“Eat out to help out” – but what about helping those going hungry at home?

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Rory Weal, Policy & Public Affairs Manager

Yesterday the Chancellor Rishi Sunak unveiled his ‘summer statement’. A number of eye-catching policies were announced to support the economy through what even the most optimistic predictions suggest will be the deepest recession in decades.

Interventions to protect jobs and targeted support for the hardest hit sectors featured prominently, as did measures to boost consumer spending in the form of VAT cuts and a 50% voucher discount for eating out in restaurants, cafes and pubs during August.

But this welcome focus on jobs must be matched by a renewed effort to make sure people out of work can afford the essentials.

There was little here for the millions of people already relying on our social security safety net, and the many more who will be forced to turn to it over the coming months.

Recent work by the Social Metrics Commission shows that the largest employment impacts from the current crisis have been felt by those already in the deepest levels of poverty. Food banks have seen this first hand. Across the Trussell Trust network there has been a dramatic rise in the numbers of people pushed to food banks during this crisis – including an 89% rise in food bank use in April compared to the same time last year, and a shocking 107% rise in parcels for children.

People who are currently unable to afford food and other essentials – and those who are going to fall in to this situation as the economic crisis continues to unfold – need an urgent boost to social security so they have enough to stay afloat.

The Chancellor did commit some extra help in the form of £1bn more funding for DWP. This money will be used to fund a doubling of Work Coaches and other forms of support to help people back to work. Extra support is welcome, but risks being undermined by the re-introduction of sanctions and some of the Universal Credit deductions which had been paused – which have quietly returned in recent weeks with much less fanfare. These, combined with the five week wait for the first Universal Credit payment, can combine to push people under just when they most need help and support.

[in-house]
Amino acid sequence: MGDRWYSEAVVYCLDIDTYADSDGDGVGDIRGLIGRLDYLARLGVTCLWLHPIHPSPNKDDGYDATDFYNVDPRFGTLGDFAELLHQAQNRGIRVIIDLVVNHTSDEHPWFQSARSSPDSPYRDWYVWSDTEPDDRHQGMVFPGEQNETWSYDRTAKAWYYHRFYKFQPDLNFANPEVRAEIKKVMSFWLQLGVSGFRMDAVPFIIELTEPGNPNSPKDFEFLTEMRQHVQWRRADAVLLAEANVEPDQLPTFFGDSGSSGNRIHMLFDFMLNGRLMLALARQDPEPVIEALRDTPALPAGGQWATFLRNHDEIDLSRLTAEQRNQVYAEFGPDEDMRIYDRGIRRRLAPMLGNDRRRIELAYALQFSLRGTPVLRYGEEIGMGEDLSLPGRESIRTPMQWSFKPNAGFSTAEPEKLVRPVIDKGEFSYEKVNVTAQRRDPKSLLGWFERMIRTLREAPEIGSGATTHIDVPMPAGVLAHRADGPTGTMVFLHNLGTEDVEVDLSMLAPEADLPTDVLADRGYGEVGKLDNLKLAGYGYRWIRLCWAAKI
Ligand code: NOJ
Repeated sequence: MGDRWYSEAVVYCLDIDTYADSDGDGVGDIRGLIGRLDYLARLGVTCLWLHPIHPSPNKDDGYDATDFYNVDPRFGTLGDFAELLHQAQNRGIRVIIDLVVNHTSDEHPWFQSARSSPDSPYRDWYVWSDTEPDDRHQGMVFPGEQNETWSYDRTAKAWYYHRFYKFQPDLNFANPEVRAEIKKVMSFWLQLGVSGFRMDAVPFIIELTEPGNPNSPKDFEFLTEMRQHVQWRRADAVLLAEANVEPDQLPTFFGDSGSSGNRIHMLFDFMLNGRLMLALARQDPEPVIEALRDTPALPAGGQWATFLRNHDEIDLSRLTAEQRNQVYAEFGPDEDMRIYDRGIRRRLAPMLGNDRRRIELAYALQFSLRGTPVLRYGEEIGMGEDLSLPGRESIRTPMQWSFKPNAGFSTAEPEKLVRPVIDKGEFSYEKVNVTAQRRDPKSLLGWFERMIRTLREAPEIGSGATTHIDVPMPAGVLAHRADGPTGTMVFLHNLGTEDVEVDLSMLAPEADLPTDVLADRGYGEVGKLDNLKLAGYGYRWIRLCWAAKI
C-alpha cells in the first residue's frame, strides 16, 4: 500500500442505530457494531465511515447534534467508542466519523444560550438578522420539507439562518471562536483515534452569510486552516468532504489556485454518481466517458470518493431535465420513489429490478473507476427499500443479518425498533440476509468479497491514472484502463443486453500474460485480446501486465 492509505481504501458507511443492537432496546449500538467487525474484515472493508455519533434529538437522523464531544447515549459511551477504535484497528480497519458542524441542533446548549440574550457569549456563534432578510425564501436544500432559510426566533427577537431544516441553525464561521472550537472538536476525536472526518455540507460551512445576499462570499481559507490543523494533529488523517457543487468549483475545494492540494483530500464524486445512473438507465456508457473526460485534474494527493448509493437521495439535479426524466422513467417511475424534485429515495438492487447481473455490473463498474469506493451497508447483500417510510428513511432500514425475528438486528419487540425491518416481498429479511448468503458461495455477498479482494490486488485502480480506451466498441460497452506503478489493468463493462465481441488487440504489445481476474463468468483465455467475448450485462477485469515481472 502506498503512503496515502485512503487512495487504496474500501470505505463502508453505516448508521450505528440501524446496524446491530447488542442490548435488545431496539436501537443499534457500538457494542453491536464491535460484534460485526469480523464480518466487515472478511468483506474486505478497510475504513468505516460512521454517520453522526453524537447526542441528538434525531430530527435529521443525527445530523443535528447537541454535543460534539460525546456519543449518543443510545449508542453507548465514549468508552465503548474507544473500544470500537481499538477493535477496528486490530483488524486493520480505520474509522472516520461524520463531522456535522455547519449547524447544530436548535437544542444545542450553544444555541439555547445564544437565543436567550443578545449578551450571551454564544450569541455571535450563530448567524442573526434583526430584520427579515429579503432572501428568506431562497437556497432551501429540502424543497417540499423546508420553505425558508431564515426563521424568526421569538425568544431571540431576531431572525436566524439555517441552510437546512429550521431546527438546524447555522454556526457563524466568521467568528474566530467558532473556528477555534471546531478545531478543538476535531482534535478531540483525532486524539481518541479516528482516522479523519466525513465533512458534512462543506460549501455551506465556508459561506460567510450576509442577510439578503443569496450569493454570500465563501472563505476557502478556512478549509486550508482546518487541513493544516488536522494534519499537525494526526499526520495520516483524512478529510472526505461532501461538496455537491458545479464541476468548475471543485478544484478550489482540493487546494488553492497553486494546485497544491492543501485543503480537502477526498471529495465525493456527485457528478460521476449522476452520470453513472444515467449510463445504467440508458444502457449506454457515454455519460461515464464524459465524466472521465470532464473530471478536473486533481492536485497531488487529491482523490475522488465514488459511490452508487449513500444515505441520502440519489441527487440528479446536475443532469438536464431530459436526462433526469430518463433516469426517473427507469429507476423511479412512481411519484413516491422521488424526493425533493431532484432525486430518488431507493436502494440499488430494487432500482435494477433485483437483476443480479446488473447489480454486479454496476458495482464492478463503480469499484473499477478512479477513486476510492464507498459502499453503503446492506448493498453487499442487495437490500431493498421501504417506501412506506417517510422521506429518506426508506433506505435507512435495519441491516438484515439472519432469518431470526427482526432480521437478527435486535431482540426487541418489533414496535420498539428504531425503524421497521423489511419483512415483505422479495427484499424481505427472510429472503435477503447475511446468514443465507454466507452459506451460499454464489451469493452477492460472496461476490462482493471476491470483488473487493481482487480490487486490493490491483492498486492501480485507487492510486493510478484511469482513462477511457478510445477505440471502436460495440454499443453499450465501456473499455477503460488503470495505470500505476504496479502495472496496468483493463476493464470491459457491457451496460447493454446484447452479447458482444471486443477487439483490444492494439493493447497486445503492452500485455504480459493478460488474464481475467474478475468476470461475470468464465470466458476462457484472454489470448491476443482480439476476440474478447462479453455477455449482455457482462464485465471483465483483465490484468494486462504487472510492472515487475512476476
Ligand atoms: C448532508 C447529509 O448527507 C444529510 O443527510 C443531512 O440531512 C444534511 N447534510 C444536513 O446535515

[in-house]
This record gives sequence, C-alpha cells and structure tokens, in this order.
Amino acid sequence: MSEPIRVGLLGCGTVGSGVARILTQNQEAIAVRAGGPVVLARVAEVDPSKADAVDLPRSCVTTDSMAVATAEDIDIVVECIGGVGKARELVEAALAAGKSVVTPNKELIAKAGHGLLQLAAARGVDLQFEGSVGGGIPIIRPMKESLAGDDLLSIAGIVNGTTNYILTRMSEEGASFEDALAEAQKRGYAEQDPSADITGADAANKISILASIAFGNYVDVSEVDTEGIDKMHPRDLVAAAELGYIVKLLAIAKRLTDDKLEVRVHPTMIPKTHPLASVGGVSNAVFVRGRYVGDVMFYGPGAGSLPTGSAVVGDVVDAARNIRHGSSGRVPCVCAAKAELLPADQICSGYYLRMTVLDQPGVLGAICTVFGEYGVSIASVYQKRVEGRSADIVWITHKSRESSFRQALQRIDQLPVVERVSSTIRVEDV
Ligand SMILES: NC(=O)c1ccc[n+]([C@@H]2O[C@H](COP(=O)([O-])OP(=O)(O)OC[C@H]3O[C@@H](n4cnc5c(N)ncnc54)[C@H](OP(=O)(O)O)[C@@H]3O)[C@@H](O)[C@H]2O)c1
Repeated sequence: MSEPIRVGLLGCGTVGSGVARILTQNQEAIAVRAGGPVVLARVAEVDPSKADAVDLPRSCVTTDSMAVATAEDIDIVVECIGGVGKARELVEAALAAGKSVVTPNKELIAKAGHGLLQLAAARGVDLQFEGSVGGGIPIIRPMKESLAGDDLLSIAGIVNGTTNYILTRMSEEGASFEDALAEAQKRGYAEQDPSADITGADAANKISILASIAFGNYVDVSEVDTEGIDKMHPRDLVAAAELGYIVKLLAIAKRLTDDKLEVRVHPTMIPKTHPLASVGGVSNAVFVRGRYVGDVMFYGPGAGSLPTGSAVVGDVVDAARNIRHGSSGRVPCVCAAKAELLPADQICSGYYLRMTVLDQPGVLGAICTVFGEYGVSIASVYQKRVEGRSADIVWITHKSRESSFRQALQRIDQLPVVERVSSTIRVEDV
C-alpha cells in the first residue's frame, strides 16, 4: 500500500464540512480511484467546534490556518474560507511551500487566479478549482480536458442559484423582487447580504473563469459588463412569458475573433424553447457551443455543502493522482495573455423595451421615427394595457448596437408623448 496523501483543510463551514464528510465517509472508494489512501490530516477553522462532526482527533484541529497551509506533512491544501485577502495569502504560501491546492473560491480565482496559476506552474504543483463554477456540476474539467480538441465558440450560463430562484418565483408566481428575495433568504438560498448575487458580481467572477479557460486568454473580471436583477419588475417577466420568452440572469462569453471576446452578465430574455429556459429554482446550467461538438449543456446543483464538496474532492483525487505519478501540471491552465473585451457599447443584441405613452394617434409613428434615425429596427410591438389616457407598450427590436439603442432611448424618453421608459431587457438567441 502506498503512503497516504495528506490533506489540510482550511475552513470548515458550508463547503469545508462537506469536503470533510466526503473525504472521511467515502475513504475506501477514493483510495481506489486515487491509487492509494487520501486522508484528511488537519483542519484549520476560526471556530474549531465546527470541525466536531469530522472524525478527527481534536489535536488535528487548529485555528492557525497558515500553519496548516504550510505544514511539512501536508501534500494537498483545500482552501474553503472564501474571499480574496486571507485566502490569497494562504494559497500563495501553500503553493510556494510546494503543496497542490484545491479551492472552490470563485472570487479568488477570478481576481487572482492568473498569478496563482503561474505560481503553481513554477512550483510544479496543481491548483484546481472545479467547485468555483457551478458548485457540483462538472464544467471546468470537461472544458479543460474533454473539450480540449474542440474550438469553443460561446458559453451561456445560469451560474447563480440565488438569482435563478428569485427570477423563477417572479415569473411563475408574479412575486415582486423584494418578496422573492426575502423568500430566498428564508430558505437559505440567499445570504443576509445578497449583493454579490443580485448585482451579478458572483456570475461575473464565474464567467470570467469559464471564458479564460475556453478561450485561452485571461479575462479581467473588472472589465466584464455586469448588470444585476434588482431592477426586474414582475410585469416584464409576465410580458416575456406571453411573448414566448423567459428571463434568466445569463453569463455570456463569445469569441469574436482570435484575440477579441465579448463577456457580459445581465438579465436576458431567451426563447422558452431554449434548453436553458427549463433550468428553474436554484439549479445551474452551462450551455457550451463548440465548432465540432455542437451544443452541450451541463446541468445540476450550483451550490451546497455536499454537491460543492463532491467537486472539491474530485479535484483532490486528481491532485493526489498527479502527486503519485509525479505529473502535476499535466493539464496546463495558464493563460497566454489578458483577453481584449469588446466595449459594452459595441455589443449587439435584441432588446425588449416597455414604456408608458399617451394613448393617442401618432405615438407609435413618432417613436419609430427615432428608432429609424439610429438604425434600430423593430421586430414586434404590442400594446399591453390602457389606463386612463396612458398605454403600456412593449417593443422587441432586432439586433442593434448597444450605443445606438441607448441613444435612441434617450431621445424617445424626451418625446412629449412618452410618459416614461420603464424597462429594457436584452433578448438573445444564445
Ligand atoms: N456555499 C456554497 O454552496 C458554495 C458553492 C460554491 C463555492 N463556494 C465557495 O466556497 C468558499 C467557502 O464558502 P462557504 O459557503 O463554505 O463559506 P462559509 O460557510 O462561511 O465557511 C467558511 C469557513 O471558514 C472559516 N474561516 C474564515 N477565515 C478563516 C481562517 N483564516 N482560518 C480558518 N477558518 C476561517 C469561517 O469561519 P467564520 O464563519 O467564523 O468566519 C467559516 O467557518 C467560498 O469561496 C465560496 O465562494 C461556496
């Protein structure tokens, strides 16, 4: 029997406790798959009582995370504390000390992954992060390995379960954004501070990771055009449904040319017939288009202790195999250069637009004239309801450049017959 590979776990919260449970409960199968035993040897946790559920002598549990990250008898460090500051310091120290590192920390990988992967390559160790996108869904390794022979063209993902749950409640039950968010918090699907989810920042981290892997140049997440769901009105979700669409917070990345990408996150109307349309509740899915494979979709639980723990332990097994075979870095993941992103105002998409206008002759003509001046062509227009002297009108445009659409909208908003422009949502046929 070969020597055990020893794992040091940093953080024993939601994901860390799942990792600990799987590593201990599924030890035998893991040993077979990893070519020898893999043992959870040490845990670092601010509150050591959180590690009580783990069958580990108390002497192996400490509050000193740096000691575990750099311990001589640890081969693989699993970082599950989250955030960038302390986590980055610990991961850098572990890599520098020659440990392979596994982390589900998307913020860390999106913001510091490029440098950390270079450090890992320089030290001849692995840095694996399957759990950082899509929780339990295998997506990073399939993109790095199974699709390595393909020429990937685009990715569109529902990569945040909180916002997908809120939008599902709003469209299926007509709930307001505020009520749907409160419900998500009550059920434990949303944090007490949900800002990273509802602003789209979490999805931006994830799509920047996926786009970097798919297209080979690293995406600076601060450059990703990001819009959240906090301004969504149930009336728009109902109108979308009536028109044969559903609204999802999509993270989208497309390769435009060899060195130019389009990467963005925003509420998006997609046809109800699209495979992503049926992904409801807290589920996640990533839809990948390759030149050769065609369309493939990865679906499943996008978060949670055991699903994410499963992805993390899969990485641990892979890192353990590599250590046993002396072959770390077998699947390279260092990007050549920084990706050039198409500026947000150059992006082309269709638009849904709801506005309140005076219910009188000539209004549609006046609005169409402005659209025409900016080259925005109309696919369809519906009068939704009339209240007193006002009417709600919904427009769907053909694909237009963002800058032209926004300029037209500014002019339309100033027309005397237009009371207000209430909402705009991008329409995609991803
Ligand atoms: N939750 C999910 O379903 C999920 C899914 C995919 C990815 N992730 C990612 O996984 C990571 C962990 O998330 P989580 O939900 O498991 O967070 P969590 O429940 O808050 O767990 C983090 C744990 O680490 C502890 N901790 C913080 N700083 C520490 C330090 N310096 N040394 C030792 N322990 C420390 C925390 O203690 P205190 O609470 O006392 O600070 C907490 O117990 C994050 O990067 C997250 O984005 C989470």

We hope that this new funding can be part of a more flexible approach taken by the DWP to recognise the real challenges people are facing in finding and keeping work in the midst of a devastating recession.

The package of support announced at the start of the crisis, in the form of the Jobs Retention Scheme, increases to Universal Credit, Local Housing Allowance, and the suspension of deductions and sanctions represented a significant strengthening of the safety net. Recent announcements about new funding for local welfare assistance and free school meals in England are also welcome. But this support that has been put in place is temporary and in some cases is already starting to ebb away. Yesterday’s announcement did not contain the much needed commitments to continue, or build on, these measures to help people struggling to cover the cost of essentials.

Our safety net must be able to help any of us who needs support to weather the storm. That is why along with our partners, we are continuing to call for a Coronavirus Emergency Income Support Scheme, to ensure social security acts as the lifeline we know it can be.

Encouraging people to eat out is one thing, but ensuring people have the means to eat at all must come first.